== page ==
Why Narnia is not Allegory
The first reason the Narnia stories are not allegory is because Lewis says they’re not allegory. Being a scholar of Medieval and Renaissance literature, he did not, ironically, like allegory all that much. His intention in writing the Narnia stories was to tell the Christian story without “stained-glassed windows.” Allegory would work to accomplish this but he wanted the freedom to tell Bunyan’s story while creating a new and different story. For example, the White Witch is a Satanic-like figure, but she is not "representing" Satan in an allegorical way (see comments on "How allegory works" on blog post below). The Witch is an evil sorceress who is inadvertantly brought into our world and then into Narnia by young Digory in the The Magician's Nephew.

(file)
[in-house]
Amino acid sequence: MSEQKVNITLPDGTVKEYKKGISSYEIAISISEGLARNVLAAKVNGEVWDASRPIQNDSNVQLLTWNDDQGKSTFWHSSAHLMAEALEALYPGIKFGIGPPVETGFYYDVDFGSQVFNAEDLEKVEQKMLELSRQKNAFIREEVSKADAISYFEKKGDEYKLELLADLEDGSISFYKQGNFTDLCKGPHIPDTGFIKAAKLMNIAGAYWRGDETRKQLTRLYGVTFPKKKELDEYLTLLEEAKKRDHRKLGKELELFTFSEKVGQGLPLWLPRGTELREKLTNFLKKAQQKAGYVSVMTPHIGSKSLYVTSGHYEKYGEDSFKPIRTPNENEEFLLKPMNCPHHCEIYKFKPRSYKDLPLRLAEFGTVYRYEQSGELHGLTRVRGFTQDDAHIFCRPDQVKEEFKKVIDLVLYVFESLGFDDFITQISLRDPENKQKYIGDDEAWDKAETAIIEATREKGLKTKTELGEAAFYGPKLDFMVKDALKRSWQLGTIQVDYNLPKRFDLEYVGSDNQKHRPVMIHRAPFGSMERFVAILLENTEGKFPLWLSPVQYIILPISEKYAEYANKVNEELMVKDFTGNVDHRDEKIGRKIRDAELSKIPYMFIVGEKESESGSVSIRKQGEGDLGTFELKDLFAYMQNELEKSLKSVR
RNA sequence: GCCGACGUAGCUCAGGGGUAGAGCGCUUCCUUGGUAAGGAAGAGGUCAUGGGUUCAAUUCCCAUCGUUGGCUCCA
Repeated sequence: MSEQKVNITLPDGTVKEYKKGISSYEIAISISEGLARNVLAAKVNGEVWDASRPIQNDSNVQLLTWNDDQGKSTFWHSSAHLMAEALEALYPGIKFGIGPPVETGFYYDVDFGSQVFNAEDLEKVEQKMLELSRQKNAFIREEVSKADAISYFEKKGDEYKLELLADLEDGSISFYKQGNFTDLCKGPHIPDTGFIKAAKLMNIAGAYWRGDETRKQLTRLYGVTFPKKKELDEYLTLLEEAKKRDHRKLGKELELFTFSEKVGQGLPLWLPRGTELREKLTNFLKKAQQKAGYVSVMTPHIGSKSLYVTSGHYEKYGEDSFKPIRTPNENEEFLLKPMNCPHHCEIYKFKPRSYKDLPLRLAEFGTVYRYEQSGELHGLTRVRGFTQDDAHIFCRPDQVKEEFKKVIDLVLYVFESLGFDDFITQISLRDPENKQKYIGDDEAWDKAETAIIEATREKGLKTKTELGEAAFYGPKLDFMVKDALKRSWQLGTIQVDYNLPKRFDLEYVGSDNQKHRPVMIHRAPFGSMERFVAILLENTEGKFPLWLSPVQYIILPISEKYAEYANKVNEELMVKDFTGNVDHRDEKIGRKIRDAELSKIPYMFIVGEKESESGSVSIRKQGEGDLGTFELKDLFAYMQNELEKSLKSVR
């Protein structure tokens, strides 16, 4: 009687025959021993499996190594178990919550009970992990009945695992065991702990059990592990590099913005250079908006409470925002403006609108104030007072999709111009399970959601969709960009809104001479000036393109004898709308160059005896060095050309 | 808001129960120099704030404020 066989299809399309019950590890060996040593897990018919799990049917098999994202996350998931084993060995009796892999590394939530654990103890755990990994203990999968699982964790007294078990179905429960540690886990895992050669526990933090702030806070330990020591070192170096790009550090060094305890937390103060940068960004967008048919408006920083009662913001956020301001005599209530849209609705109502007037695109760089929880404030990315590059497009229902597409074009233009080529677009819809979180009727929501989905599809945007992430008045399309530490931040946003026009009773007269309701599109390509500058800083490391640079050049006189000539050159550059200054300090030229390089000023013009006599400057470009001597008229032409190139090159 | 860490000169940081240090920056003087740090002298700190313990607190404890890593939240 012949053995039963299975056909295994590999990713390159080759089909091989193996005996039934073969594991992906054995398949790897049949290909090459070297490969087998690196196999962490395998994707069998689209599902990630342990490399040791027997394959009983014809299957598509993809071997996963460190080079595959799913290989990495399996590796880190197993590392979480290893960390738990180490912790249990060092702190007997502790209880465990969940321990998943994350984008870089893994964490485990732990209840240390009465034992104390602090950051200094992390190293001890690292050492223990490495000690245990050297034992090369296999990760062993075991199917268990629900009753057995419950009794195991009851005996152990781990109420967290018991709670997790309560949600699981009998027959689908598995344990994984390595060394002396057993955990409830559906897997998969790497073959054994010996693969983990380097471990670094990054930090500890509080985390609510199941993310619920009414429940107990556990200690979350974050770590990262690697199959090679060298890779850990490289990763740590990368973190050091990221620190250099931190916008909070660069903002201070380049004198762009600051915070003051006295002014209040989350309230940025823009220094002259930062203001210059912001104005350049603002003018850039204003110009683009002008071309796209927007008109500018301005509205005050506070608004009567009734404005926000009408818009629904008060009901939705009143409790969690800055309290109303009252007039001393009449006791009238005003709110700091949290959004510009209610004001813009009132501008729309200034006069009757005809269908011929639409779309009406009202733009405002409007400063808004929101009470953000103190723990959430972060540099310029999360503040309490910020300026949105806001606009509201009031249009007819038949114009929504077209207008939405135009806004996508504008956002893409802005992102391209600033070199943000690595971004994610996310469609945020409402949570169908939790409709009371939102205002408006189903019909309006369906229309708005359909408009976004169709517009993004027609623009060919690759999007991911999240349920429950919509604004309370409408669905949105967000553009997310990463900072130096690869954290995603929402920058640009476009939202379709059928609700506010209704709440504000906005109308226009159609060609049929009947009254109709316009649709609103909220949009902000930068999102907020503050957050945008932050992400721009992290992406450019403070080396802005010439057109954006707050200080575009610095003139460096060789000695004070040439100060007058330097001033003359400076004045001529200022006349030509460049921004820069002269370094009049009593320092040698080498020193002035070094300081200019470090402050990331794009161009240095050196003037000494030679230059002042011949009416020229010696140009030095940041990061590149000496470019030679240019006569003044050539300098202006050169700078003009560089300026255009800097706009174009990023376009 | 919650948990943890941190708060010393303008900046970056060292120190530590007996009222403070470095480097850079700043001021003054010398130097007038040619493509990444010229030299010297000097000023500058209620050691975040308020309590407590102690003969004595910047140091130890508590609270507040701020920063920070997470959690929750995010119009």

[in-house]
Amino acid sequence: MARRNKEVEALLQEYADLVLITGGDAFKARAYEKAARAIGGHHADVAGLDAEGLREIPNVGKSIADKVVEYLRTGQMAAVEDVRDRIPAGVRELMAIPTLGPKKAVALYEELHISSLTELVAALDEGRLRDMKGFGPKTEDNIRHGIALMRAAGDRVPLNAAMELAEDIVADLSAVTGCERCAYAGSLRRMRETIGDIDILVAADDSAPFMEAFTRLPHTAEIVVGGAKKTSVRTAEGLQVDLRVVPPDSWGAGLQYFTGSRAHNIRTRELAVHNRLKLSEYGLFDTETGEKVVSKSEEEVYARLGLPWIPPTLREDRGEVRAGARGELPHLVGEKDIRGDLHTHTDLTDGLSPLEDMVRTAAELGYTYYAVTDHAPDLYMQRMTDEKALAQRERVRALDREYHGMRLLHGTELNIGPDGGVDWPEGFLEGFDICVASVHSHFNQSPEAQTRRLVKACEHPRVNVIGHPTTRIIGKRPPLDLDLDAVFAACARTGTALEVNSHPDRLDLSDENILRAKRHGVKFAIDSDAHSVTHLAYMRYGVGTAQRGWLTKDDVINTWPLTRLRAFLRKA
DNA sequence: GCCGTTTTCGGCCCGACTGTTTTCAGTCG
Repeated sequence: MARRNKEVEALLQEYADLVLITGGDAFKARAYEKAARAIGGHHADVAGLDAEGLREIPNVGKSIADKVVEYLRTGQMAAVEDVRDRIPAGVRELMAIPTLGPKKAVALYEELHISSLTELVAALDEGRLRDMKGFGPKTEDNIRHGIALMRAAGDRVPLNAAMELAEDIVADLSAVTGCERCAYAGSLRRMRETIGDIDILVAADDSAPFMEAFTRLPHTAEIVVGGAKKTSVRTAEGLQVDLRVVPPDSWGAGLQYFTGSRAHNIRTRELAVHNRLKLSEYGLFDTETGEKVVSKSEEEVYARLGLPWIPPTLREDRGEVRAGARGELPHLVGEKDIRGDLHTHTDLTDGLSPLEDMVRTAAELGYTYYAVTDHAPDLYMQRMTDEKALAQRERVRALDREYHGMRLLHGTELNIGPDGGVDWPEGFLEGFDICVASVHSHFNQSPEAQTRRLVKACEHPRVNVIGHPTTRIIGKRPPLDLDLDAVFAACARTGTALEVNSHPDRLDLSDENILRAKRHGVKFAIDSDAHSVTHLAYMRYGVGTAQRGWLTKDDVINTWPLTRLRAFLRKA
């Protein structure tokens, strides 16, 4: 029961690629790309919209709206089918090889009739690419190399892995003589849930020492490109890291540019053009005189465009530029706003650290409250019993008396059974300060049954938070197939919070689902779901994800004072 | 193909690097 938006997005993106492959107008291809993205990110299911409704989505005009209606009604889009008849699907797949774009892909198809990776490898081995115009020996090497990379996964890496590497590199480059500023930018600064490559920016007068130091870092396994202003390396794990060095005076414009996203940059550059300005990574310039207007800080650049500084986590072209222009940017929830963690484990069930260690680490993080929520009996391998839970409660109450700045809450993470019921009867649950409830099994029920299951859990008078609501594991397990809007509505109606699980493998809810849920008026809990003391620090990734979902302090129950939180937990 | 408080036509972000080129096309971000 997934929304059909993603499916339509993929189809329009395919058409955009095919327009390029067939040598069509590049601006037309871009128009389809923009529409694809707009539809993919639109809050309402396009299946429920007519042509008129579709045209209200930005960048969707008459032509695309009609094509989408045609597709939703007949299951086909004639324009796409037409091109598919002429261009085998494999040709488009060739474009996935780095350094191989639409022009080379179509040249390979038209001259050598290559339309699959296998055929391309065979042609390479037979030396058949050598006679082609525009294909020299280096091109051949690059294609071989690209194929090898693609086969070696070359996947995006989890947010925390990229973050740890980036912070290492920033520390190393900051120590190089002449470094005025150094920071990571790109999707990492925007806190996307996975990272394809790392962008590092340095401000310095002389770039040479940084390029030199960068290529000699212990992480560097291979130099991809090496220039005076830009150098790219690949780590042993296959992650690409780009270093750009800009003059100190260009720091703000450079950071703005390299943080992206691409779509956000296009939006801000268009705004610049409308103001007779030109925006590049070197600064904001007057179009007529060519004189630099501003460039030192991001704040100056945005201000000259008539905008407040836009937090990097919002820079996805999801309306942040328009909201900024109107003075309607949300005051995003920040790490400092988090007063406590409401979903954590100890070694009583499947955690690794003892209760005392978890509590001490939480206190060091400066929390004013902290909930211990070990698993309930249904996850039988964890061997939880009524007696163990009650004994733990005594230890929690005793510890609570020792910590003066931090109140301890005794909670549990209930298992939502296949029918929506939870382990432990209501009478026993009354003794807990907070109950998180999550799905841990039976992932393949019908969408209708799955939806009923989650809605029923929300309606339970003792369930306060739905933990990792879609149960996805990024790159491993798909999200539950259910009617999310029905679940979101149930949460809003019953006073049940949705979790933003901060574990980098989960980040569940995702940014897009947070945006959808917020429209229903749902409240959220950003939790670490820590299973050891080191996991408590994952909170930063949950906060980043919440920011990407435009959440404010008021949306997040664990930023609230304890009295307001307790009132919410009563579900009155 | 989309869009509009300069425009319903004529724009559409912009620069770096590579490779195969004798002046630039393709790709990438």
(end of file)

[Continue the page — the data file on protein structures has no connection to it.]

The difference between allegory and Aslan is that Aslan actually is the Lion of Judah as he manifests himself in a different universe. He does not represent Christ, he is Christ in a fictional context. The parallel universe of Narnia that Lewis created is fictional, of course, but in the fictional reality of the novels, Narnia is as real as Lucy Pevencie’s England, and Aslan is as real as Christ. Narnia does not symbolize our world; it is an entirely different world all together. That being said, Lewis wasn’t attempting to create an alternative religion of Aslan-worship. His purpose was to lead his readers to the real Jesus Christ. In the 1950s, a concerned mother wrote to C.S. Lewis stating that her son “loved Aslan more than Jesus.” In a lengthy and delightful reply, Lewis writes, “But Laurence can’t really love Aslan more than Jesus, even if he feels that’s what he is doing. For the things he loves Aslan for doing or saying are simply the things Jesus really did and said. So that when Laurence thinks he is loving Aslan, he is really loving Jesus: and perhaps loving Him more than he ever did before.”
Next blog: Why Christian Allegory is the best kind of Allegory